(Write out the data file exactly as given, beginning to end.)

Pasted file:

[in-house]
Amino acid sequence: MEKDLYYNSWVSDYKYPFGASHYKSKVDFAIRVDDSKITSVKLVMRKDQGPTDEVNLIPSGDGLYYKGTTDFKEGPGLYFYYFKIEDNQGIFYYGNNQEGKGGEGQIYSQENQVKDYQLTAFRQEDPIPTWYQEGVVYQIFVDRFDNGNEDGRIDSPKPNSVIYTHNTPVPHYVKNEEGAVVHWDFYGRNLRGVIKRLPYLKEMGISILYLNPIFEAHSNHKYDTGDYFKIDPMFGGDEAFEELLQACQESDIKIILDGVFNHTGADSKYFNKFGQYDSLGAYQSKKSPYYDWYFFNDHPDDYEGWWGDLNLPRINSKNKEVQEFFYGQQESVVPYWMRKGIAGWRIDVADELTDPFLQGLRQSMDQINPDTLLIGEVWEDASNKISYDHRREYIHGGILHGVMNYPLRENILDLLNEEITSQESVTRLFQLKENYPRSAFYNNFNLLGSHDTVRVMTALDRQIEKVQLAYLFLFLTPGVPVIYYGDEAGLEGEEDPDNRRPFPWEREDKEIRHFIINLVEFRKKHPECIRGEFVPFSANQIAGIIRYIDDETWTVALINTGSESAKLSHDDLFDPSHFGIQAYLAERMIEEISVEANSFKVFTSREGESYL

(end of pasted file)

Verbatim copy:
[in-house]
Amino acid sequence: MEKDLYYNSWVSDYKYPFGASHYKSKVDFAIRVDDSKITSVKLVMRKDQGPTDEVNLIPSGDGLYYKGTTDFKEGPGLYFYYFKIEDNQGIFYYGNNQEGKGGEGQIYSQENQVKDYQLTAFRQEDPIPTWYQEGVVYQIFVDRFDNGNEDGRIDSPKPNSVIYTHNTPVPHYVKNEEGAVVHWDFYGRNLRGVIKRLPYLKEMGISILYLNPIFEAHSNHKYDTGDYFKIDPMFGGDEAFEELLQACQESDIKIILDGVFNHTGADSKYFNKFGQYDSLGAYQSKKSPYYDWYFFNDHPDDYEGWWGDLNLPRINSKNKEVQEFFYGQQESVVPYWMRKGIAGWRIDVADELTDPFLQGLRQSMDQINPDTLLIGEVWEDASNKISYDHRREYIHGGILHGVMNYPLRENILDLLNEEITSQESVTRLFQLKENYPRSAFYNNFNLLGSHDTVRVMTALDRQIEKVQLAYLFLFLTPGVPVIYYGDEAGLEGEEDPDNRRPFPWEREDKEIRHFIINLVEFRKKHPECIRGEFVPFSANQIAGIIRYIDDETWTVALINTGSESAKLSHDDLFDPSHFGIQAYLAERMIEEISVEANSFKVFTSREGESYL